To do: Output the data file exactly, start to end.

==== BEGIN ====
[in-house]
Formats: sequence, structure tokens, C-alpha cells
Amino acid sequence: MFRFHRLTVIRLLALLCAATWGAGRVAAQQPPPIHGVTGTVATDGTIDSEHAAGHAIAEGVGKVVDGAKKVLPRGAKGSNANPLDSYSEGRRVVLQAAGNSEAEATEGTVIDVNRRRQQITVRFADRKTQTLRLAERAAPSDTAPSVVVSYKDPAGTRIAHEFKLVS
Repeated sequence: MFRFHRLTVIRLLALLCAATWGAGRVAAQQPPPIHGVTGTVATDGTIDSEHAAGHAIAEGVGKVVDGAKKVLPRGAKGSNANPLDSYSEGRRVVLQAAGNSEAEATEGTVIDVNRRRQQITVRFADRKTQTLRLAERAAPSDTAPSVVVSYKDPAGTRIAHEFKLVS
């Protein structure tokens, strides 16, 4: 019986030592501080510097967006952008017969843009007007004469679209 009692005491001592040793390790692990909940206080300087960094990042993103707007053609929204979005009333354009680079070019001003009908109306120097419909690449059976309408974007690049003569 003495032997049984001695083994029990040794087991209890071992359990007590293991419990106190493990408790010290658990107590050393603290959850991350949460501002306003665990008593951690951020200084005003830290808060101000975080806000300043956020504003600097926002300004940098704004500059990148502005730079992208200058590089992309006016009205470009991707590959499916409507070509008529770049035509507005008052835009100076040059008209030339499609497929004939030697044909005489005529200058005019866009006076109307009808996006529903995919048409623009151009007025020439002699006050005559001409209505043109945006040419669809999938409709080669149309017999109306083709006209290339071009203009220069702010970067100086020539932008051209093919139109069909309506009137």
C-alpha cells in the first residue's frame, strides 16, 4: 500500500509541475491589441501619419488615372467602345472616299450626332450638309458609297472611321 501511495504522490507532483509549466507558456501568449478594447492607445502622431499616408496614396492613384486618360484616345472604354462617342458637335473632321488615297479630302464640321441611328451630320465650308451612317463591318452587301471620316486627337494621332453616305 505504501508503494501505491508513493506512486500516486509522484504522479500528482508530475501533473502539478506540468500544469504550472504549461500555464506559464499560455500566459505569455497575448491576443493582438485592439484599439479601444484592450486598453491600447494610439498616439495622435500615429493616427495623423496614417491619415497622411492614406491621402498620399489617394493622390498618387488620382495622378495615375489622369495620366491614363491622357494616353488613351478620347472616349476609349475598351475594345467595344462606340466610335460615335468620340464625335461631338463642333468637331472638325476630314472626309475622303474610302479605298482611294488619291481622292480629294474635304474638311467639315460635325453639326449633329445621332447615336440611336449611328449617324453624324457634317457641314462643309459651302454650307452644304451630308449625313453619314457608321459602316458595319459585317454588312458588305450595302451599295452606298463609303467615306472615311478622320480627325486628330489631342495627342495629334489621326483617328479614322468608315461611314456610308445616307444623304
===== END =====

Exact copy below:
[in-house]
Formats: sequence, structure tokens, C-alpha cells
Amino acid sequence: MFRFHRLTVIRLLALLCAATWGAGRVAAQQPPPIHGVTGTVATDGTIDSEHAAGHAIAEGVGKVVDGAKKVLPRGAKGSNANPLDSYSEGRRVVLQAAGNSEAEATEGTVIDVNRRRQQITVRFADRKTQTLRLAERAAPSDTAPSVVVSYKDPAGTRIAHEFKLVS
Repeated sequence: MFRFHRLTVIRLLALLCAATWGAGRVAAQQPPPIHGVTGTVATDGTIDSEHAAGHAIAEGVGKVVDGAKKVLPRGAKGSNANPLDSYSEGRRVVLQAAGNSEAEATEGTVIDVNRRRQQITVRFADRKTQTLRLAERAAPSDTAPSVVVSYKDPAGTRIAHEFKLVS
């Protein structure tokens, strides 16, 4: 019986030592501080510097967006952008017969843009007007004469679209 009692005491001592040793390790692990909940206080300087960094990042993103707007053609929204979005009333354009680079070019001003009908109306120097419909690449059976309408974007690049003569 003495032997049984001695083994029990040794087991209890071992359990007590293991419990106190493990408790010290658990107590050393603290959850991350949460501002306003665990008593951690951020200084005003830290808060101000975080806000300043956020504003600097926002300004940098704004500059990148502005730079992208200058590089992309006016009205470009991707590959499916409507070509008529770049035509507005008052835009100076040059008209030339499609497929004939030697044909005489005529200058005019866009006076109307009808996006529903995919048409623009151009007025020439002699006050005559001409209505043109945006040419669809999938409709080669149309017999109306083709006209290339071009203009220069702010970067100086020539932008051209093919139109069909309506009137």
C-alpha cells in the first residue's frame, strides 16, 4: 500500500509541475491589441501619419488615372467602345472616299450626332450638309458609297472611321 501511495504522490507532483509549466507558456501568449478594447492607445502622431499616408496614396492613384486618360484616345472604354462617342458637335473632321488615297479630302464640321441611328451630320465650308451612317463591318452587301471620316486627337494621332453616305 505504501508503494501505491508513493506512486500516486509522484504522479500528482508530475501533473502539478506540468500544469504550472504549461500555464506559464499560455500566459505569455497575448491576443493582438485592439484599439479601444484592450486598453491600447494610439498616439495622435500615429493616427495623423496614417491619415497622411492614406491621402498620399489617394493622390498618387488620382495622378495615375489622369495620366491614363491622357494616353488613351478620347472616349476609349475598351475594345467595344462606340466610335460615335468620340464625335461631338463642333468637331472638325476630314472626309475622303474610302479605298482611294488619291481622292480629294474635304474638311467639315460635325453639326449633329445621332447615336440611336449611328449617324453624324457634317457641314462643309459651302454650307452644304451630308449625313453619314457608321459602316458595319459585317454588312458588305450595302451599295452606298463609303467615306472615311478622320480627325486628330489631342495627342495629334489621326483617328479614322468608315461611314456610308445616307444623304